Int’l (MNN) – Small loans are paying off for Christian families partnering with FARMS International. And their success means more programs.
What does a new FARMS program mean?
FARMS International strengthens local churches by offering interest-free loans to impoverished believers and their families. These loans help people establish a livelihood that can be self-supported, whether through agriculture or through small business. FARMS also encourages families to support local churches and give back to hurting communities.
Scott Clifton, Executive Director of FARMS International, explains that they follow a model that has some similarities to a multiplication model of church planting.
“When we say a new program, that means there is a separate committee that there wasn’t before. [It is made up] of local volunteers that oversee the operations of the program. That means there are three new committees in these three new locations. Sometimes it’s a completely new committee and sometimes it’s born out of an existing program and they are multiplying to form two committees where there was only one previously.”
This model is working. In the Philippines, believers decided to put a second committee in place.
“There is knowledge that has been passed from the one committee to the new committee. There is a committee member that served on that former committee. That’s a very cool story of multiplication. They see the value in having a program like FARMS there and they want to see it increase.”
Traditionally, FARMS projects in the Philippines centered around agriculture. However, FARMS sees a growing need in urban environments, so they are moving into Manila. The team hopes to offer loans for small businesses.
For example, one pioneer entrepreneur is a pastor who operates a t-shirt business. He designs, prints, and sells his shirts. His loan will help that business grow and eventually his profits will help support his business and others.
As the team grows and more people give back, they can support new small business owners.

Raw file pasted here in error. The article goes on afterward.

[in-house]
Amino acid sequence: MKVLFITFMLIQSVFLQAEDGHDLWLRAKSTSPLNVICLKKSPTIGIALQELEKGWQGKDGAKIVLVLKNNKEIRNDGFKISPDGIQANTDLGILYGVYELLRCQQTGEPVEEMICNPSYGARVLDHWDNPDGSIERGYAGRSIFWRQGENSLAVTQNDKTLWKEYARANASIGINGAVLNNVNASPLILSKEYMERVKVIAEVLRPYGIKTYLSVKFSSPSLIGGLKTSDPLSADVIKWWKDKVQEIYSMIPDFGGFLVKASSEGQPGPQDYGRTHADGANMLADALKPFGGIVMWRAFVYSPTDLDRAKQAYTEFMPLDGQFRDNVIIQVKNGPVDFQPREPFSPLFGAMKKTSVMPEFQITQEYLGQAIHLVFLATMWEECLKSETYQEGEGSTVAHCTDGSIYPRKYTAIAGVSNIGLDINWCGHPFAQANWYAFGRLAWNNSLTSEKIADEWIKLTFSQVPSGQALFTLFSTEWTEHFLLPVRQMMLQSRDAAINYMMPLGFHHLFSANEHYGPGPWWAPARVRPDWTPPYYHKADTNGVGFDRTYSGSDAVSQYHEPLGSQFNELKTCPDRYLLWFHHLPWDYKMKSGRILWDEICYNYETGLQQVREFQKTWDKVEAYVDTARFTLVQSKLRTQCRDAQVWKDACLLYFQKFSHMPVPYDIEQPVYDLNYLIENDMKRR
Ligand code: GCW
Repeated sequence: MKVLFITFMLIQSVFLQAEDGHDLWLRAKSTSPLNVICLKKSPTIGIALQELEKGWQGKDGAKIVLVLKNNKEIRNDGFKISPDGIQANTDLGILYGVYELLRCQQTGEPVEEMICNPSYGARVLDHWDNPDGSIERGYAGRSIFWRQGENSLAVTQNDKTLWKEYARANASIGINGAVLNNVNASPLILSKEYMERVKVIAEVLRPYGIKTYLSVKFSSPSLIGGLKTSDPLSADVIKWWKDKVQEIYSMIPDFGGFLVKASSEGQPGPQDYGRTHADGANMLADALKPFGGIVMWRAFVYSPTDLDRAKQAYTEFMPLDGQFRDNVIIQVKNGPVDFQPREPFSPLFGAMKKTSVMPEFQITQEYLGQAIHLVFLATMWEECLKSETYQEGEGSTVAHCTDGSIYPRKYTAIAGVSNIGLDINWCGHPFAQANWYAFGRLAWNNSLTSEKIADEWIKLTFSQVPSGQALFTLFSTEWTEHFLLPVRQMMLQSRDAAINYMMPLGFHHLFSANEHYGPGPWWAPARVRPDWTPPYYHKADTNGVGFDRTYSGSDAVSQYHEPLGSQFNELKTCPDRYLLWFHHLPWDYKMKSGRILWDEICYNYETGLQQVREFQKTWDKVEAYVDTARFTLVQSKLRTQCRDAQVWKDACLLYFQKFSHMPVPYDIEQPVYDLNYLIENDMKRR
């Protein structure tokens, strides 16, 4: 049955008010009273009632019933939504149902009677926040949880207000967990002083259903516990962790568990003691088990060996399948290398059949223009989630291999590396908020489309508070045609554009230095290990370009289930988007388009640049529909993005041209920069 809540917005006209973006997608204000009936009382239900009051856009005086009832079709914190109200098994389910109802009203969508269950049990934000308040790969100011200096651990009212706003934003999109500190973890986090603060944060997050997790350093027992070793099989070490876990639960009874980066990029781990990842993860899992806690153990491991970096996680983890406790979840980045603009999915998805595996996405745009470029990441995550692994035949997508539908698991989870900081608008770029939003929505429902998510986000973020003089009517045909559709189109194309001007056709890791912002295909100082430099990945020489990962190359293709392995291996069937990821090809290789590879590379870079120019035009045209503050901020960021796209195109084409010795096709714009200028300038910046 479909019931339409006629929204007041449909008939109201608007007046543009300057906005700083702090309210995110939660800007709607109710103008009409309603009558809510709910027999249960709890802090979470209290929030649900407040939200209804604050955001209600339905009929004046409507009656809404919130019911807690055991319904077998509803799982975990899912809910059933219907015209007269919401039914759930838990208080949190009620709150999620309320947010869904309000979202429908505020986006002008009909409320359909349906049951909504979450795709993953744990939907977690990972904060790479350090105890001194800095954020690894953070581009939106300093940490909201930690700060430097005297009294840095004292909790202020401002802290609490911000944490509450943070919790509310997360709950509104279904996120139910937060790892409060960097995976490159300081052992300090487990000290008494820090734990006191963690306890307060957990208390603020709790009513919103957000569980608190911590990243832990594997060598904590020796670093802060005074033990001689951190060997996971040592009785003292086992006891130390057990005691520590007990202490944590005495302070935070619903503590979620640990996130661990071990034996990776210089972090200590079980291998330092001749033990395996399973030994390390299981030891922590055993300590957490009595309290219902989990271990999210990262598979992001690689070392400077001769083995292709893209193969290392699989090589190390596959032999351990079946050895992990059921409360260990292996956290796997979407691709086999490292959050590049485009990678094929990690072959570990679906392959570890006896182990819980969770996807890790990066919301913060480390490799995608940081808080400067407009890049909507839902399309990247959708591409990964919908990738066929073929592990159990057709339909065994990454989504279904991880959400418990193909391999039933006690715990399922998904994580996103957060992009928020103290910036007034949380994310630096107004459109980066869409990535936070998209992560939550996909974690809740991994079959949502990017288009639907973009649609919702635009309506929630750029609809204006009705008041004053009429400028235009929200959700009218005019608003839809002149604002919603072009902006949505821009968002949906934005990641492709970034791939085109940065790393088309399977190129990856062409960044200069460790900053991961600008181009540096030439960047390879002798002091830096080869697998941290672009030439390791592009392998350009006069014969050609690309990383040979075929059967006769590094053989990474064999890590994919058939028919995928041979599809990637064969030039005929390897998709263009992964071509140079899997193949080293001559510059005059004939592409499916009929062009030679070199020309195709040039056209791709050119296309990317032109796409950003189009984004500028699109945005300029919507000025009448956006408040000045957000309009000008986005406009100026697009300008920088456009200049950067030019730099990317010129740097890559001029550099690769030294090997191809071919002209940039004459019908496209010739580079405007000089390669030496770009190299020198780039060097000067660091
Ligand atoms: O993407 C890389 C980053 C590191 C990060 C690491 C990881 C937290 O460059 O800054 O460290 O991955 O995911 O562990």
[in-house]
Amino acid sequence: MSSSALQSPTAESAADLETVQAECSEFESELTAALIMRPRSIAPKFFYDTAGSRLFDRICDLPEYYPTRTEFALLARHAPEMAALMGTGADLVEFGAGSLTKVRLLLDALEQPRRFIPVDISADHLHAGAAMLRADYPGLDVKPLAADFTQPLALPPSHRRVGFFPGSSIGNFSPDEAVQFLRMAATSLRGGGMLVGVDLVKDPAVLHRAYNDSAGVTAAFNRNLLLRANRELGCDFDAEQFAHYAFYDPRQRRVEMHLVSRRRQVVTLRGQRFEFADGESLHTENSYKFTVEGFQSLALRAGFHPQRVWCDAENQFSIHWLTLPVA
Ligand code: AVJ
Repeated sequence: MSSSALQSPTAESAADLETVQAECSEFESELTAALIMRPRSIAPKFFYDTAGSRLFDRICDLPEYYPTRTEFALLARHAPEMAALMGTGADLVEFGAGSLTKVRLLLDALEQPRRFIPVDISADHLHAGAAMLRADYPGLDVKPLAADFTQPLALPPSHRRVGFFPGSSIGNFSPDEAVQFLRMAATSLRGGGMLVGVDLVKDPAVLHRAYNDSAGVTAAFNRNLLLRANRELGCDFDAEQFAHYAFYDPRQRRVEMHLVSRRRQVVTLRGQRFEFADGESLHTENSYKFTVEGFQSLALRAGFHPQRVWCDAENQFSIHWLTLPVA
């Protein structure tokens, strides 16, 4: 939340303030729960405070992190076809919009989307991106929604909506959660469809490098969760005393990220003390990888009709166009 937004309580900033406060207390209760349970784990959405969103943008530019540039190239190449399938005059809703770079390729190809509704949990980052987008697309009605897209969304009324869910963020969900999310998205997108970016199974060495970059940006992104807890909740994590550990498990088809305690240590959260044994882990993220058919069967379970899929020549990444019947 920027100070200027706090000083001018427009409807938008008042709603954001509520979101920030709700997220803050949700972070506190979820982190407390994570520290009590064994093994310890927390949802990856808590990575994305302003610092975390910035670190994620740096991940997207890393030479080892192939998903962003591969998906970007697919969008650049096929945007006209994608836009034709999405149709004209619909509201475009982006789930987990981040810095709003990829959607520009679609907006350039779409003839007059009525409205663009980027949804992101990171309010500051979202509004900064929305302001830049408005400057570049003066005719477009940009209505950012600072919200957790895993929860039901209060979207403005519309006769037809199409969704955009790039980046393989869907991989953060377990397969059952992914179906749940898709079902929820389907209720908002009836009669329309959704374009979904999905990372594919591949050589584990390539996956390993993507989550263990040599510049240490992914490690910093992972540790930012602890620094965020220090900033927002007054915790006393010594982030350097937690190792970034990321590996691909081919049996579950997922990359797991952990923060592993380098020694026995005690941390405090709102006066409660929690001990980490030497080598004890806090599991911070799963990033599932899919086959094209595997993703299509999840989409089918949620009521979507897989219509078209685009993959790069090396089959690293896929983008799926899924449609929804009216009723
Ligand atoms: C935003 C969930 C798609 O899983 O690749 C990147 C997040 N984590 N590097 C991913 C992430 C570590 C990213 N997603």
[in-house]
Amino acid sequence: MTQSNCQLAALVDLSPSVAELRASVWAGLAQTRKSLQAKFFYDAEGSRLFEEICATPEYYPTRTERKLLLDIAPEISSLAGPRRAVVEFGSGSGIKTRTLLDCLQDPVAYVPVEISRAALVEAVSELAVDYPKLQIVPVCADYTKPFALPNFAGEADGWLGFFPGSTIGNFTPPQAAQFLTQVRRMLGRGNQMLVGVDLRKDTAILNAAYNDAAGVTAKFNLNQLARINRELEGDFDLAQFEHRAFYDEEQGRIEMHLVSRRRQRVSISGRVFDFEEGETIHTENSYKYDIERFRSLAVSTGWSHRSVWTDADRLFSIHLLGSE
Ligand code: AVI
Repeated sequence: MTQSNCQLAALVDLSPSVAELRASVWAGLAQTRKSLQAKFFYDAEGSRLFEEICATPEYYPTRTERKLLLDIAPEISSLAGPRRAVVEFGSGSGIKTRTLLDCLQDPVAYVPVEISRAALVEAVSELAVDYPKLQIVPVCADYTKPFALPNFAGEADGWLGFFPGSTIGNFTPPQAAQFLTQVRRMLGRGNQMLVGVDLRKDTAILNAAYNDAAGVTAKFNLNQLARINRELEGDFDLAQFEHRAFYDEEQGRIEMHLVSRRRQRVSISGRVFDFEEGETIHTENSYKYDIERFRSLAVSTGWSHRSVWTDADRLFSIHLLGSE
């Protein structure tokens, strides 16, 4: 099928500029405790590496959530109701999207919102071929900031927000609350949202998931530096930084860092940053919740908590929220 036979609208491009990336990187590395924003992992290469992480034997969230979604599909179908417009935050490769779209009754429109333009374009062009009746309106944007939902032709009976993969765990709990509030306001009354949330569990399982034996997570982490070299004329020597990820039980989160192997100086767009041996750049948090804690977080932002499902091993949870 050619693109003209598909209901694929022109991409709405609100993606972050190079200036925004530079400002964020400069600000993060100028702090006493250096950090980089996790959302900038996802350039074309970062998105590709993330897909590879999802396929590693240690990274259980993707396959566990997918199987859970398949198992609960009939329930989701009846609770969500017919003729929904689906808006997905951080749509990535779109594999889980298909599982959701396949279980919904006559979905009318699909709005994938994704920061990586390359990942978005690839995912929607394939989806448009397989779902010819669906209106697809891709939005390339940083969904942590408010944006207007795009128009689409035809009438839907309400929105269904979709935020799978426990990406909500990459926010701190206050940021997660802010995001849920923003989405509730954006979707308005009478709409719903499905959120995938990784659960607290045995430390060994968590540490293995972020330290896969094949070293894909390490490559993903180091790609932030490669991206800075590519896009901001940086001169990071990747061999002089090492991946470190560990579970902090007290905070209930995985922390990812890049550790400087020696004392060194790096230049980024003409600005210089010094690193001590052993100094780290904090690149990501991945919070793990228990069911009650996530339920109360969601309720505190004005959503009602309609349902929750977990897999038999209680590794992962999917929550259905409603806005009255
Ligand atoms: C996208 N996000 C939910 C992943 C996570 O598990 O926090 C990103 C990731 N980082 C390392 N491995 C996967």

Like in the Philippines, the new committee in Bangladesh hails from a previous FARMS group. They saw as-of-yet unexplored ways to help their community and proactively brought their idea for a new group to FARMS leadership.
FARMS approved the new initiative. Now, the group heads up a pilot program that operates out of their ministry center. They teach poor young people literacy skills to help them make prudent financial decisions and understand land and work contracts.
Unlike India and Bangladesh, the new group in Cuba is not tied to a previous FARMS team. Instead, the new group will start with just a few members who are primarily working in agriculture.
Clifton compares these new programs to new life that pops up in spring. They are fragile in the beginning, but as the programs grow, they become more sturdy. More members mean more stable groups.
As these new groups start, Clifton asks for two things:
Pray that God would bless the work of the Christian families receiving the loans. Pray that they would use their loans wisely and seek God’s guidance in their decisions and as they reach out to their neighbors. Please also pray that God would direct FARMS leadership to families and churches that are serious about giving back to the kingdom of God and reaching their communities for Christ.
FARMS relies on donors. Clifton says, “It does cost money to fund programs. So, if people feel compelled to give financially, it would allow for programs like these to increase. It would also allow for other programs to be considered. There’s always more places that I’m in conversation with people about opportunities. There’s always more opportunities than we can pursue. If people are compelled to give financially that would be a great help as well.”
FARMS is a non-profit model They exist because of generous donors who believe in their mission. Consider supporting FARMS financially today.
Visit FARMSInternational.com to learn more.